Perhaps, just perhaps, she’s mellowing a bit, although she seems better than ever after surgery from blowing out her knee this past winter while gleefully snow diving when all her winter snow dreams came true as we humans sank into the depths of despair. But Mia teaches me so much, both her ridiculously joyful outlook in spite of a bad start in life, her love for everyone, but more, to live in the present with her because I truly do not know her age or her health. And there can be a gift in that when you bring gratitude for what is, rather than focus on what isn’t.
I think these emotions are a bit like that of New England August summer evenings. They cause your heart to ache, and you want the perfect pinks, oranges, purples and deep blue glow radiating off the ocean and the green of the land to last forever. It is all simply too beautiful for words, but a great part of this want and this ache, is because you know the moment is fleeting. June and July are gone, and you grab at August with both hands as summer will soon come to an end. You slow yourself down to absorb every emotion and sense; walking barefoot, inhaling coppertone, cut grass and salt sea, listening to the sounds of laughter around BBQs, skipping across lawns like a child, enjoying the ice cream, corn on the cobb and watermelon, and catching lightning bugs dancing out of the corners of your vision as the sky goes to a deep purplish blue. Everything is sweet and painful, precious because summer winding down. And also because there is still some summer, maybe even the best parts, for a few precious more days or weeks, and not a moment will be wasted.
I often have wondered if truly living, with awareness of the moments beauty and frailty is like an August twilight, so beautiful it almost hurts in the emotional depth and complexity, the experienced perfection and acceptance of loss, all in one moment.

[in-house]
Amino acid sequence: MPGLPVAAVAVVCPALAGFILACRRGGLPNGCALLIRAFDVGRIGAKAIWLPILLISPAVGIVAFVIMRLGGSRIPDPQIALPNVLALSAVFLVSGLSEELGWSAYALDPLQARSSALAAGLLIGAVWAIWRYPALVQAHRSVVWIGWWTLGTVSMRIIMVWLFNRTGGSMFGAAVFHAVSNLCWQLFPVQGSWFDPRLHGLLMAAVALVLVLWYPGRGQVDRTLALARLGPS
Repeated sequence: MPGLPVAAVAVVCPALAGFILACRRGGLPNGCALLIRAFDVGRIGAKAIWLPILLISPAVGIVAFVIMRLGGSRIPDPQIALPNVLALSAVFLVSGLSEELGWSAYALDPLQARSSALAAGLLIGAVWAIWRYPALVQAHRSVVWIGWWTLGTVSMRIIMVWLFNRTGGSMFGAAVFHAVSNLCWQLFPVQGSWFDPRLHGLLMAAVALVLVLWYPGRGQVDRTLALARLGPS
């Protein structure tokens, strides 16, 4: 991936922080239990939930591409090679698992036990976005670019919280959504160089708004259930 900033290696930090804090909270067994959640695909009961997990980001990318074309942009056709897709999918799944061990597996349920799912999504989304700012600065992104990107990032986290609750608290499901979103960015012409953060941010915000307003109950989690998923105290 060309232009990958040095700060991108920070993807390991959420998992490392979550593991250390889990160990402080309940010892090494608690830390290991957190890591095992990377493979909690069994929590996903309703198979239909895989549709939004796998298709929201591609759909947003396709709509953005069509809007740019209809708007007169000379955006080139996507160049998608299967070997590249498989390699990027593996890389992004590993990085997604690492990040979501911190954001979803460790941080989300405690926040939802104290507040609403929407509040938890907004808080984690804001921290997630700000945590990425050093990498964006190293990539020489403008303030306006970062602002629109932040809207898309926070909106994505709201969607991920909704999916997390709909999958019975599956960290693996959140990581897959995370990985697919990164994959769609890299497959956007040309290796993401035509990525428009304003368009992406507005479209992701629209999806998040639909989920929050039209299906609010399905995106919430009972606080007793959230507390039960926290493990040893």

And now again I find myself confronted with the emotionally challenging imperative of really living life in the now. Of giving love to someone, as they are here only now, and the timer has been set. Saying what is important now and simply being in that moment with those you are with, because that particular moment, will never come back again. Life never is perfect, but if we wait for the perfect moment we will wake up one day and whatever we hoped for, whomever we hoped for, it will all be gone. This can either be sad, and yes there is a sadness in really living admitting you only have today, just as it was terrifying in the market in India to realize I might collapse and simply disappear, but there can be a beauty in admitting the truth that all things are fleeting and to be grateful. To live like Mia, with wild joy and love in this present moment, for whatever time and whom, you have in your life. That is beautiful.
So Mia and I walk with her, strive to see the beauty, to pause and share those lovely imperfect moment with Her.